Philadelphia Catholics Welcome Return of In-Person Mass Requirement

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Local Catholics who came for mass on Sunday seemed happy that Archbishop of Philadelphia Nelson Pérez reinstated the religious obligation to attend mass in person from next month, ending a 16-month dispensation during the pandemic of coronavirus.

“I think he should have done it a long time ago,” said Nathan Hook, just before he and his fiancee, Jessica Rosario, entered St. Agatha-St. James Church in West Philadelphia. “The dispensation makes people believe that the church is not that important. But you have to be in person to receive the sacraments.

People who had already returned to in-person services expressed their agreement with Pérez and his statement last Thursday.

“It’s a time to thank God for the great gift of the Mass … as well as the joy of coming together as people of faith,” said Pérez.

This joy seemed to overshadow the reality that for Catholics skipping Sunday Mass for no good reason is not a choice, but rather a sin.

“I am a practicing Catholic. We believe that the Eucharist is the body of Christ, ”said Tuan Dinh, a Social Security Administration official, before entering St. Agatha-St. James.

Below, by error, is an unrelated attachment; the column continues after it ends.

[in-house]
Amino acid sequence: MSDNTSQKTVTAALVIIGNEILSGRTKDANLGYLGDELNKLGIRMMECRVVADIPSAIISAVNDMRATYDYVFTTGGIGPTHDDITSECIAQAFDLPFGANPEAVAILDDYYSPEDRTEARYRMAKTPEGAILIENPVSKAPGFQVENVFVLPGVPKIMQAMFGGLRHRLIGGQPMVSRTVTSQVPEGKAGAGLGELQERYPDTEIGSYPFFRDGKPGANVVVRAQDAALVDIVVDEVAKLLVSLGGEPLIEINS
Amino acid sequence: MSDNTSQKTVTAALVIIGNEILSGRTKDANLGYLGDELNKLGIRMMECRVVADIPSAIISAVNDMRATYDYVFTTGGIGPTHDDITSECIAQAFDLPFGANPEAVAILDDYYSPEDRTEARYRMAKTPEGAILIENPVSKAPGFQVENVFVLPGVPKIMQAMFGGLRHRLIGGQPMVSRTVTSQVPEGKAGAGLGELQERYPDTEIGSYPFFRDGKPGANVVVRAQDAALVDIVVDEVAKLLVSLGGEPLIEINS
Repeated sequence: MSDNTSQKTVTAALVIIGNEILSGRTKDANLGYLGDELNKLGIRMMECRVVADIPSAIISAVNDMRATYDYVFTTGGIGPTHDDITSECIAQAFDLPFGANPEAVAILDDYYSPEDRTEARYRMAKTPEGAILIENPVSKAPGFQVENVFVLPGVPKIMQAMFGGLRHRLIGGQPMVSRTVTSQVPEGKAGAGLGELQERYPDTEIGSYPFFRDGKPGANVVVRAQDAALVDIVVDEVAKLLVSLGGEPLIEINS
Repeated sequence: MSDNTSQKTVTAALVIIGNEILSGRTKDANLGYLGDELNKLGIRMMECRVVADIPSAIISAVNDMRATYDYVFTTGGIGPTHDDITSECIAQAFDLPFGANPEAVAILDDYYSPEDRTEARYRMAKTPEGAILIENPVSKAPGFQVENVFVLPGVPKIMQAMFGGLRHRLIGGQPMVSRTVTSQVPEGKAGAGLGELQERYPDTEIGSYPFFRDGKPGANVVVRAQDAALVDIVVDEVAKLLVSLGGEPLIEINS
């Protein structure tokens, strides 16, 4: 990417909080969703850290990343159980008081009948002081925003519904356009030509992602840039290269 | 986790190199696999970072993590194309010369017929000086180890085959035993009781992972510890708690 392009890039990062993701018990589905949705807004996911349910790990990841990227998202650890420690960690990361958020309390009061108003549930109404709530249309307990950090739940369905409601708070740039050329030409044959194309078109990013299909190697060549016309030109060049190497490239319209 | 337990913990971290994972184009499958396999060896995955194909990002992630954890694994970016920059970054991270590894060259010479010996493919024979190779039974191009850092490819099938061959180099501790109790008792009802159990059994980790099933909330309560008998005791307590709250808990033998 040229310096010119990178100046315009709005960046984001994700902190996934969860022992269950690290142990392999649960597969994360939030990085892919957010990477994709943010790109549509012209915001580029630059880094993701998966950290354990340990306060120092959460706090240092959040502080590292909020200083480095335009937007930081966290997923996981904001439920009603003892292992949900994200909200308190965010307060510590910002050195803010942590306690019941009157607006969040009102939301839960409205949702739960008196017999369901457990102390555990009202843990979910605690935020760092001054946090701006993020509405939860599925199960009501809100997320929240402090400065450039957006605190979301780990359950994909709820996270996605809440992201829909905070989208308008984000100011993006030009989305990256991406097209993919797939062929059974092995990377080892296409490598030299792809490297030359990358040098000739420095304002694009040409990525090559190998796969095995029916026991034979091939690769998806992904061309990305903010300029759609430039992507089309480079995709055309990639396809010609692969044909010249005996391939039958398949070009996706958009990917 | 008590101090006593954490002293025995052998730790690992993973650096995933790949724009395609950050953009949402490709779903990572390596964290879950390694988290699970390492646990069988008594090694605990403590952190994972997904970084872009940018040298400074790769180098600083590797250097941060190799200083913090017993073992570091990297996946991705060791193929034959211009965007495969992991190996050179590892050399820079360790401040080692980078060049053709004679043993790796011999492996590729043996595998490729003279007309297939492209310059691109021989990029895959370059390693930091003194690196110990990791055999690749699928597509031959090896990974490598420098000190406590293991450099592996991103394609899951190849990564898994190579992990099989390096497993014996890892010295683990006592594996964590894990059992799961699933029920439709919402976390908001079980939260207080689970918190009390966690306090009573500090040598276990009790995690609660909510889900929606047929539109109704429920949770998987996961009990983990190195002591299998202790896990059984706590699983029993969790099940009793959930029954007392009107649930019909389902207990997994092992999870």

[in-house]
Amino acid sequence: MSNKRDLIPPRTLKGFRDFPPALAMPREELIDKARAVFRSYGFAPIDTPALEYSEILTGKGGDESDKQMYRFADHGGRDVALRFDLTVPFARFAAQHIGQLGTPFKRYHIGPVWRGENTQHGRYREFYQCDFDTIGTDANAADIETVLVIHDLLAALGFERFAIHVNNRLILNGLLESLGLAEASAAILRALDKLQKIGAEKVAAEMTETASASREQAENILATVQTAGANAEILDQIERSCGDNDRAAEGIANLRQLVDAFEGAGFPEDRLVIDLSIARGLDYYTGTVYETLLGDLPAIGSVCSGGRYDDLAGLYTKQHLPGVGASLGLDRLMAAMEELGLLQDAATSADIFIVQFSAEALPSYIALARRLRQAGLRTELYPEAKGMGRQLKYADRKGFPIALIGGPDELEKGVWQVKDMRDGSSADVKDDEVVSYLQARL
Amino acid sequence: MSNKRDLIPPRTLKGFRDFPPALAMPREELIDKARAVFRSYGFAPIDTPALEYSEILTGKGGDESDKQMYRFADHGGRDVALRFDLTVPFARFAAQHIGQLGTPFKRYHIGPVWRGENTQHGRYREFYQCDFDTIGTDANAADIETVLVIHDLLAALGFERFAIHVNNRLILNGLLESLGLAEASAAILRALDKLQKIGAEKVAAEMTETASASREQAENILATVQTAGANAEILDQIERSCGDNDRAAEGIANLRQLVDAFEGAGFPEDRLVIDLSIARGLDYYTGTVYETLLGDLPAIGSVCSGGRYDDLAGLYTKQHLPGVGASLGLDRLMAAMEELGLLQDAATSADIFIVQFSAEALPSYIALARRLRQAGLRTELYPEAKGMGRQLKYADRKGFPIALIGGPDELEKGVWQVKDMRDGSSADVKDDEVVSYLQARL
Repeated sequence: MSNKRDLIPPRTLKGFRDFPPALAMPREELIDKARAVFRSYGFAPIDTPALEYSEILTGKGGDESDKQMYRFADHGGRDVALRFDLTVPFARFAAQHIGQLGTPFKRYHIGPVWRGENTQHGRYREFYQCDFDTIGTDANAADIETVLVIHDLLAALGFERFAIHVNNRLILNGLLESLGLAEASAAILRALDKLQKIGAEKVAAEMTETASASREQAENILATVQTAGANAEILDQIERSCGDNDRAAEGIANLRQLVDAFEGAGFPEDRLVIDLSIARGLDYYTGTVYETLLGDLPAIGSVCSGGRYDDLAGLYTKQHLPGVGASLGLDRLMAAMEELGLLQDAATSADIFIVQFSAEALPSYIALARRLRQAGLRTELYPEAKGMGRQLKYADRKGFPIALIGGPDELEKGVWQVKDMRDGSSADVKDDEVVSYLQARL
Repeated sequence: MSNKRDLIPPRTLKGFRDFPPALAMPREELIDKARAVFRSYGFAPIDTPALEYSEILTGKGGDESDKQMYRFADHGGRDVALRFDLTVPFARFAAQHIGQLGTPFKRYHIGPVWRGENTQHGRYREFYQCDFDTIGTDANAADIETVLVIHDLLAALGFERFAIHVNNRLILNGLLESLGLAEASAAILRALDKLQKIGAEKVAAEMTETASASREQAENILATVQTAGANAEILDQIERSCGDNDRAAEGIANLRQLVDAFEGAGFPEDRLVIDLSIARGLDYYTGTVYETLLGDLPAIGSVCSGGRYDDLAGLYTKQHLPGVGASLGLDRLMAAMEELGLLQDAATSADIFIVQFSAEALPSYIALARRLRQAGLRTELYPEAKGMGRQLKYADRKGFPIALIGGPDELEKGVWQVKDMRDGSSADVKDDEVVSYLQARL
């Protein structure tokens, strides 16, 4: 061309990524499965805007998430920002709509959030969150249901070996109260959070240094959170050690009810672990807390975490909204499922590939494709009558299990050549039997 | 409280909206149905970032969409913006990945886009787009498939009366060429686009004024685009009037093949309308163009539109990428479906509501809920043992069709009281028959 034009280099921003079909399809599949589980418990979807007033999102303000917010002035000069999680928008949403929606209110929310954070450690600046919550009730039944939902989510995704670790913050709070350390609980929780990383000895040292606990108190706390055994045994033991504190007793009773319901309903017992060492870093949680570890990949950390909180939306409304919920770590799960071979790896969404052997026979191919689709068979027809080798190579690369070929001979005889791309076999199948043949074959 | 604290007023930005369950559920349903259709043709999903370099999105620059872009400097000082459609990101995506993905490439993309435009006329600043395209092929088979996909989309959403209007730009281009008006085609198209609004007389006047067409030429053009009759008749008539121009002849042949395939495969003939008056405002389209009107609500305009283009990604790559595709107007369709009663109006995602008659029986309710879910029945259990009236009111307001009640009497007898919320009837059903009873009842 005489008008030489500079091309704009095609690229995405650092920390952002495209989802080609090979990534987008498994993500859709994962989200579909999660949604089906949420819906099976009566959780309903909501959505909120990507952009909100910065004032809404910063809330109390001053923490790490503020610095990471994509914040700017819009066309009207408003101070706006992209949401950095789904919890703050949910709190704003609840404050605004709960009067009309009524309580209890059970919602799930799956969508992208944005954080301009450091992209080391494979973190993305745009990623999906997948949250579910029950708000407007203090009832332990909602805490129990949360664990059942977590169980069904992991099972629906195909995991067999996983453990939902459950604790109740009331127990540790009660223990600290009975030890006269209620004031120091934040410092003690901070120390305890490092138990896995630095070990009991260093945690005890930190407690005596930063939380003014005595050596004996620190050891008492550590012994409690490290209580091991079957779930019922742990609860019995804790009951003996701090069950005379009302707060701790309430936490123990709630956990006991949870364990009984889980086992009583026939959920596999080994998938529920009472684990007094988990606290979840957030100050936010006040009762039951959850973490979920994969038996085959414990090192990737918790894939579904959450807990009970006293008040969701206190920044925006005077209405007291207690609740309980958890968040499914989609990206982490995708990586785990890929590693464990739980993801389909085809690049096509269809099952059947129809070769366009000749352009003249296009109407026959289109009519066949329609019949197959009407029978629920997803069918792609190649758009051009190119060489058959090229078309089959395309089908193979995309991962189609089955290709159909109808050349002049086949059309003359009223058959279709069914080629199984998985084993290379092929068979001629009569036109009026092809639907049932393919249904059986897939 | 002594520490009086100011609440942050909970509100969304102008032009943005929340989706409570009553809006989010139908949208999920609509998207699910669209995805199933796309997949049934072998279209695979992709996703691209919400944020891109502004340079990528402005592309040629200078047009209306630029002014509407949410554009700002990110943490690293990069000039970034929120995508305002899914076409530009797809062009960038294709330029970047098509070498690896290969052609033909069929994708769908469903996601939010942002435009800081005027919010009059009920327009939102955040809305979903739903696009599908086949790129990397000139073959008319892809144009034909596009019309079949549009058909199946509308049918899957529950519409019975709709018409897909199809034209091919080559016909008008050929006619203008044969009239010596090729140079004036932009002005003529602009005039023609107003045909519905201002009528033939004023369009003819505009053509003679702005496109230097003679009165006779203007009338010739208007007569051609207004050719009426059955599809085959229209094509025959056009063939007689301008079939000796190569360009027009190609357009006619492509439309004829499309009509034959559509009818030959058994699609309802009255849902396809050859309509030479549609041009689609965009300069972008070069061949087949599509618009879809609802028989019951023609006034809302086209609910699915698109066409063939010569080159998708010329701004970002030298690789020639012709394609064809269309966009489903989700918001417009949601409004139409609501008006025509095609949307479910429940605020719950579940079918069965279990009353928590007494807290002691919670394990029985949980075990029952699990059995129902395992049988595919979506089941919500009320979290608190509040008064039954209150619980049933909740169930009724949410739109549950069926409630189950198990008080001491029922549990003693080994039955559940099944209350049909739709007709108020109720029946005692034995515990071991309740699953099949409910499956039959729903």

“And if you believe it, being there in person is important,” said Dinh, 39. “I am not a theologian. But when you look at your fellow parishioners, you realize that we are all human. We need that human touch.

About a mile away, at St. Francis de Sales Church, Sister Peggy O’Donnell, a retired medical technician, expressed the same sentiment.

“I don’t think it’s an obligation,” she said. “I feel like this is my connection to the people here and to God.”

The in-person attendance directive, which came into effect on August 15, has exceptions. Much like before the pandemic, the church recognizes that people may not be able to meet in person due to illness, care responsibilities, or health risks. Pérez’s statement said the pandemic’s lingering anxiety about crowds is also a valid reason to stay home and, if possible, join online.

Sunday’s little survey of worshipers suggests they’ll be sure to worship while going on their computers.

“I don’t like online mass,” said Chris, a young St. Agatha-St. James parishioner who did not want to be identified by his full name. “I am distracted by things around me at home.”

More than a few worshipers chose to wear masks on Sunday for extra caution. O’Donnell said she was fully vaccinated, but wore a mask with cats and musical notes.

Another masked parishioner from Sales, a health worker who declined to give her name, said she “mainly did mass on television” but wanted to attend in person because her daughter was reading mass. Scriptures.

“The only thing that matters to me is: is it safe? ” she said. “I’m fully vaccinated, but I’m glad most people still wear masks. “

Prudence Ouedraogo, in de Sales with her 6-year-old and 9-month-old daughters, said simply: “I’m happy to be back.



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